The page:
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How to make a tin can WiFi antenna after an EMP

by Bridgette Wilcox , Natural News:


If you find yourself in an emergency situation, something as mundane as staying connected and being able to communicate can be the difference between survival and death. If the emergency was caused by an EMP, staying online can become particularly complicated but if you have the right knowledge — and a tin can — it doesn’t have to be. Here’s how you can make a WiFi antenna to boost your signal in the event of an emergency.

An article on TurnPoint.net shares steps on how to build your own WiFi antenna from a tin can.

To do so, you will need the following materials:

  • N-Female Chassis mount connector
  • Four small nuts and bolts (only if your N-connector is not a screw-on)
  • About 1.25 inches of 12 gauge copper wire
  • A clean, empty tin can, ideally between 3 to 3 2/3 inches in diameter

To build your WiFi antenna, do the following steps:

  1. Clean and remove the label on your tin can and open only one end of it.
  2. Drill or punch holes into the can so you can mount the probe. Make sure that the size of your hole is appropriate for the size of your connector. Also, keep in mind that where you place the holes is crucial, and needs to be calculated based on your can’s diameter. You can use the calculator on the TurnPoint.net site to determine the measurements you need.
  3. Assemble the probe and mount in the can using the wire.
  4. Use your antenna by connecting it to a wireless card or access point. To do so, you will need a pig tail cable, which connects your access point to to the N-connector in your antenna. Once you connect the cable, you can point your antenna to any direction and see how well it works!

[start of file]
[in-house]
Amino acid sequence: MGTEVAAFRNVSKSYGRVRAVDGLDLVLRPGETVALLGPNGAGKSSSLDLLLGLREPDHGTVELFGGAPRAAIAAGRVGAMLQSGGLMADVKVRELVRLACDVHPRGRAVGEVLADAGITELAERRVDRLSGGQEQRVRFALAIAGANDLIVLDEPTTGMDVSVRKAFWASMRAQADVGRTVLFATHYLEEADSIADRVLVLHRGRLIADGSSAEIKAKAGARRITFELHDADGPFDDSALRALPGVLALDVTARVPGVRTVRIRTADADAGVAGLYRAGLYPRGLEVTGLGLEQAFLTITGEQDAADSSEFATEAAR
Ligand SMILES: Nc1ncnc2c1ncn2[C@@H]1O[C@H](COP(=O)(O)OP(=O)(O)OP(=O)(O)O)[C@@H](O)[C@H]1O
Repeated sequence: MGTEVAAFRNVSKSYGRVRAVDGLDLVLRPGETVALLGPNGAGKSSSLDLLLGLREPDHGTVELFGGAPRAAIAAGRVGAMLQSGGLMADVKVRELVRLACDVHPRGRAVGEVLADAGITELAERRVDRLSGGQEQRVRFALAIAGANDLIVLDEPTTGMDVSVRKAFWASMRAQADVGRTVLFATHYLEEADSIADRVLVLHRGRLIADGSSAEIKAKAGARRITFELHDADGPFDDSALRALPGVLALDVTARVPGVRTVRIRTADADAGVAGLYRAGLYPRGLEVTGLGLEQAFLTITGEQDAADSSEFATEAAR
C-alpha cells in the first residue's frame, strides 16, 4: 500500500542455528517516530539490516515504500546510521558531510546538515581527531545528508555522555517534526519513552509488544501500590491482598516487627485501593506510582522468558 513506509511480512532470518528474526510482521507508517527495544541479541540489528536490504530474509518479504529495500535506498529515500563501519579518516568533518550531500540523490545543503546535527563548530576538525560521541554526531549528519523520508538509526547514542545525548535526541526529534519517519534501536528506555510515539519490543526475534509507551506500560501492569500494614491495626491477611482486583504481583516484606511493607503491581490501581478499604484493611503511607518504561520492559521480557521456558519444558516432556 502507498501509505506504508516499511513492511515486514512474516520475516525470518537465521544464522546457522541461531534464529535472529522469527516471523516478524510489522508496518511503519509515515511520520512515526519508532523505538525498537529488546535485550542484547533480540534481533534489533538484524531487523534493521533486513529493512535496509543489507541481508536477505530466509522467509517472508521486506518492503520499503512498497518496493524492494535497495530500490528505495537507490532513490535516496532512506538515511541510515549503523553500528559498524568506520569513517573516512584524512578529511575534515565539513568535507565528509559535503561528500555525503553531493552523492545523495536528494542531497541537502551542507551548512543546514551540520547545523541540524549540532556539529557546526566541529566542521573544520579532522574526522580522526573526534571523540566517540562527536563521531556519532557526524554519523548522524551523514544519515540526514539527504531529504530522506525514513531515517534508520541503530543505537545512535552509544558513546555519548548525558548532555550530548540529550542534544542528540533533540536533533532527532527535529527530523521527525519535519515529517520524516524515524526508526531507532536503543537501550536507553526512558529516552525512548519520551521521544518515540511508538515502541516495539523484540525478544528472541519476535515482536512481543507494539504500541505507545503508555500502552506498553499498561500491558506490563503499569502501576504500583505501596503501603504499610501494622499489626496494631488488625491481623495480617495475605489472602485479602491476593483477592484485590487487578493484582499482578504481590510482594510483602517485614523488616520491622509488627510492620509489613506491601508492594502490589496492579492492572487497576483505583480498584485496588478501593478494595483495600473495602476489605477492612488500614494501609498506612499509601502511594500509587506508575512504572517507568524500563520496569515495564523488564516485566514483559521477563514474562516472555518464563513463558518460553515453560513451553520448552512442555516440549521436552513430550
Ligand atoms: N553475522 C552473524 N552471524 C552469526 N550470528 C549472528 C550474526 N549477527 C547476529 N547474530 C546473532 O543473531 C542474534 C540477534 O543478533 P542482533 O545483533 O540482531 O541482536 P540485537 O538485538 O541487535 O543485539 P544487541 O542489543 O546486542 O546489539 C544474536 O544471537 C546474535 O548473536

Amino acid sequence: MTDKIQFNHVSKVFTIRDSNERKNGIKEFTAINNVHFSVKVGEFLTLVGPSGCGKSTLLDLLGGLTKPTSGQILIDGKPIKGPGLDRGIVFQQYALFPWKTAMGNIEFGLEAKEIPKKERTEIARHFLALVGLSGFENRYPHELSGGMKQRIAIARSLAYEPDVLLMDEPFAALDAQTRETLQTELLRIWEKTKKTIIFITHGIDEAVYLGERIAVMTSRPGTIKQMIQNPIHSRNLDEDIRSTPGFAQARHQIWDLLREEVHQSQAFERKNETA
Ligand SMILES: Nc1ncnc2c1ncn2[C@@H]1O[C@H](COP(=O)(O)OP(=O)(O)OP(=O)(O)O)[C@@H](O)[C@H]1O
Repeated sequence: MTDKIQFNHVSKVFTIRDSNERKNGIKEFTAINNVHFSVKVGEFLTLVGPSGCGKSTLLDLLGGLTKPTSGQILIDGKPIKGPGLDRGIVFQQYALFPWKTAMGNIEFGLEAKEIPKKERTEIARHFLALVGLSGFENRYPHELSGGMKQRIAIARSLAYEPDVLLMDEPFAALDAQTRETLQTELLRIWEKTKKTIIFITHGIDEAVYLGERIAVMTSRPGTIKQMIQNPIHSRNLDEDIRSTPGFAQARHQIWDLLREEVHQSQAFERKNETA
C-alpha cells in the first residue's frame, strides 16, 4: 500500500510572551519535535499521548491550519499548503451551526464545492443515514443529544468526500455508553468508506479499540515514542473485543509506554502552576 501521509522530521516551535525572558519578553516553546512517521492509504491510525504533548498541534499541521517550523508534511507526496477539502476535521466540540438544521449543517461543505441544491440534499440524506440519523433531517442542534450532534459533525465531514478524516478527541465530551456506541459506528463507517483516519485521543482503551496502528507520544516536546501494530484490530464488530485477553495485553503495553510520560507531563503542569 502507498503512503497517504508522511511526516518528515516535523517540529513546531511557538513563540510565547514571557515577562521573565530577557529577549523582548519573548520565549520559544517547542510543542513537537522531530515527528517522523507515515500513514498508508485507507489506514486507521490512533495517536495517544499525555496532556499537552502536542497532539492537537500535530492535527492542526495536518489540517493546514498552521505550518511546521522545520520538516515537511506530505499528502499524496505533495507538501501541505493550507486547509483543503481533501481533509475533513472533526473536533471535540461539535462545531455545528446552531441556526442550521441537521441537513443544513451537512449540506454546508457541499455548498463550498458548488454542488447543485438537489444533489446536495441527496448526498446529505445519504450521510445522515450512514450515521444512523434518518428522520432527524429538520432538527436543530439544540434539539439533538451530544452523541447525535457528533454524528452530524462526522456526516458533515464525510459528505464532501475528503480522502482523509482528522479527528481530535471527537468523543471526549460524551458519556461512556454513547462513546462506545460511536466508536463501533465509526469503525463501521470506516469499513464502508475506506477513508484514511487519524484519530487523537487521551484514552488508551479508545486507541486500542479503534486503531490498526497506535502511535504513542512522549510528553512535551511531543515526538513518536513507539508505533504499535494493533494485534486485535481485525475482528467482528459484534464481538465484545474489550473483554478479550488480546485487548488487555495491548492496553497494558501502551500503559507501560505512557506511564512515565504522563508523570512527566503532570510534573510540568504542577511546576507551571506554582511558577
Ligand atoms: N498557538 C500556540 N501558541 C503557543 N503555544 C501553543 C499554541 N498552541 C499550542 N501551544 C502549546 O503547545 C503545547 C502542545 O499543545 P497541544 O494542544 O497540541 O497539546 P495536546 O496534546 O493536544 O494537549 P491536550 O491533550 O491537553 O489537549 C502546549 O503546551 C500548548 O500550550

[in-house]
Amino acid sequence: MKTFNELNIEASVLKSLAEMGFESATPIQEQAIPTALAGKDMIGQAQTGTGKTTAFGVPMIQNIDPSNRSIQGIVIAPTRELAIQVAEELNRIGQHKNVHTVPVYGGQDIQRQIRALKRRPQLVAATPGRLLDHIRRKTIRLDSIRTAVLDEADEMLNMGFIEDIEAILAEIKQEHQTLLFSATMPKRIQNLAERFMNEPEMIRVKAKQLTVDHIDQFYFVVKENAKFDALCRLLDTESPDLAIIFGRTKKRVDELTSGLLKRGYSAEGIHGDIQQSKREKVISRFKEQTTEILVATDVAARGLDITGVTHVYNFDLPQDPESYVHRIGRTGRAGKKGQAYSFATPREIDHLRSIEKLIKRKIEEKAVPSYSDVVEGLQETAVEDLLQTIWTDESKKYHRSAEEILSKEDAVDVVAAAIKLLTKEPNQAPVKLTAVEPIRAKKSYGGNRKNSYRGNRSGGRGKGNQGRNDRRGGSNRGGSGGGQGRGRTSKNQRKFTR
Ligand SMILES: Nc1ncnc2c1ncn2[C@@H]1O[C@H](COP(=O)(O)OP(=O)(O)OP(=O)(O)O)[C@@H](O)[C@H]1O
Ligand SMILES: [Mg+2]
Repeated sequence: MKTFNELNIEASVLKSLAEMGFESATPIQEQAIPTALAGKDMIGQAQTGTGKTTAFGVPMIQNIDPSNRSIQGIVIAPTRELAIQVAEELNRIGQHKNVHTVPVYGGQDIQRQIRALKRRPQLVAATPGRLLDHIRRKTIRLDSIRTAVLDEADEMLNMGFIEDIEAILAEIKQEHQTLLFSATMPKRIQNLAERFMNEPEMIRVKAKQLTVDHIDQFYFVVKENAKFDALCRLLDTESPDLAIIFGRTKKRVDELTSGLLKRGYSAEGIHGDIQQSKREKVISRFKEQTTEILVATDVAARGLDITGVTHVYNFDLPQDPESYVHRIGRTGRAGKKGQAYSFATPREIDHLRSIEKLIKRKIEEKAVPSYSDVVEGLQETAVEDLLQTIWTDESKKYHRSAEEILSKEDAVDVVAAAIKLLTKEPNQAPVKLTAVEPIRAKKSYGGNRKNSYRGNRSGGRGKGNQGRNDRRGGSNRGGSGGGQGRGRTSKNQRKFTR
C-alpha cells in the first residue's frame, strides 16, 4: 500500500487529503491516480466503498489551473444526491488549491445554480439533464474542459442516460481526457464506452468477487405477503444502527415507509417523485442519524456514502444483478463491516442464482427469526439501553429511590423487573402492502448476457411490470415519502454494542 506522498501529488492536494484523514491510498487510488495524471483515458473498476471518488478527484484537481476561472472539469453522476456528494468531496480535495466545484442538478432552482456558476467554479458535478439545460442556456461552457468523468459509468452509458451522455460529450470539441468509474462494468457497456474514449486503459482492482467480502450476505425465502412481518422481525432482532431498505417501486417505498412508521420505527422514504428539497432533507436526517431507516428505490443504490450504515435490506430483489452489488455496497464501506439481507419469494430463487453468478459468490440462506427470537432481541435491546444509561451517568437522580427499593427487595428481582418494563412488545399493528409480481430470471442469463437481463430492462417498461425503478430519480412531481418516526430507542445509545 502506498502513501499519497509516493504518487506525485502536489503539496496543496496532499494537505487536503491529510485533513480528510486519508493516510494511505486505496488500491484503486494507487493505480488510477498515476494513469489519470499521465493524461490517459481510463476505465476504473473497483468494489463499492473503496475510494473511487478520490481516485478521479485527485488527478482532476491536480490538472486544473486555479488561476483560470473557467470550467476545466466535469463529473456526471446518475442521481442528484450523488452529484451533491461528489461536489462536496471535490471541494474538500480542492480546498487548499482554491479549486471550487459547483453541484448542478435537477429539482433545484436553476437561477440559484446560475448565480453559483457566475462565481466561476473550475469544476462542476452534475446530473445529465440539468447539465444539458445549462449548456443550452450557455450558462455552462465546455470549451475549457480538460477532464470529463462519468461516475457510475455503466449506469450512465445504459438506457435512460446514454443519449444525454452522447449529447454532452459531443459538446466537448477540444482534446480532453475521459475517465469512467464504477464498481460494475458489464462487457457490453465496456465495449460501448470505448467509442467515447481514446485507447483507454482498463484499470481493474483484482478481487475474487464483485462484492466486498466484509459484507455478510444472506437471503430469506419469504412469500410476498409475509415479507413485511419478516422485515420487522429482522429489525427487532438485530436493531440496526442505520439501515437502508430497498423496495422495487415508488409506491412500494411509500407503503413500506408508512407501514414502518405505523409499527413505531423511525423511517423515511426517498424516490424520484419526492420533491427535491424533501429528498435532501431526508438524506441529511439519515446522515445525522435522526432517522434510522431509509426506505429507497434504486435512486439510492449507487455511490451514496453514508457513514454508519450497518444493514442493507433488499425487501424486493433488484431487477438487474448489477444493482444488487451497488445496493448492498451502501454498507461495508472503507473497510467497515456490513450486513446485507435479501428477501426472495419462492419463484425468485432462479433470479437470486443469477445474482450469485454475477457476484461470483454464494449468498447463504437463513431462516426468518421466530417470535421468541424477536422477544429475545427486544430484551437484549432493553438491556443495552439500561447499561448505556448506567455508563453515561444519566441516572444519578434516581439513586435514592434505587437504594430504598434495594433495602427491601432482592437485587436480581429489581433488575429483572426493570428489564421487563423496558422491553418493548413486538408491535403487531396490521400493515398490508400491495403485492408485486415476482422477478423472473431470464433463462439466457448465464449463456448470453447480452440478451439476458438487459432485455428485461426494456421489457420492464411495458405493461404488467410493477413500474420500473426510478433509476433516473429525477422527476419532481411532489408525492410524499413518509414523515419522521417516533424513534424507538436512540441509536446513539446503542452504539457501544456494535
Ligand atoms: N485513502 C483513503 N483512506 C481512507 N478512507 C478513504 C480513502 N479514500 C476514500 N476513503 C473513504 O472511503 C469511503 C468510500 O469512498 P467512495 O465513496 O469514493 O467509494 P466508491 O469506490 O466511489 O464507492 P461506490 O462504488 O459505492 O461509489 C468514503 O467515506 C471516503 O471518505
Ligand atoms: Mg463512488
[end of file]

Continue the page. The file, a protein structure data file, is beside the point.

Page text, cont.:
Survive an EMP

An EMP or electromagnetic pulse could happen at any given time, whether naturally through a solar flare, or through nuclear warfare. While it doesn’t sound particularly catastrophic, an EMP could bring down all the electronics and power grids in the country. The key to surviving an EMP is to have non-electronic appliances and tools on hand, as these will be unaffected by the electromagnetic radiation.

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3 comments to How to make a tin can WiFi antenna after an EMP

  • videoctr

    If there is an EMP event, wouldn’t a wireless card as well as the computer you are trying to use also be inoperable? I would suspect the phone company’s physical plant infrastructure might also have issues? Let alone electricity from the power company.

    • Craig Escaped Detroit

      @videoctr, Absolutely right about the wifi card ( and computer circuits destroyed).

      As for making a tin-can wi-fi, yes, it’s a fun little project…BUT, you have to buy the N-connector, etc etc. and by the time you’ve purchased those things (by the way, you won’t be able to purchase things on the internet because a good strong EMP will destroy parts of the powergrid and the datagrid as well as the computers and switching gear that runs it.)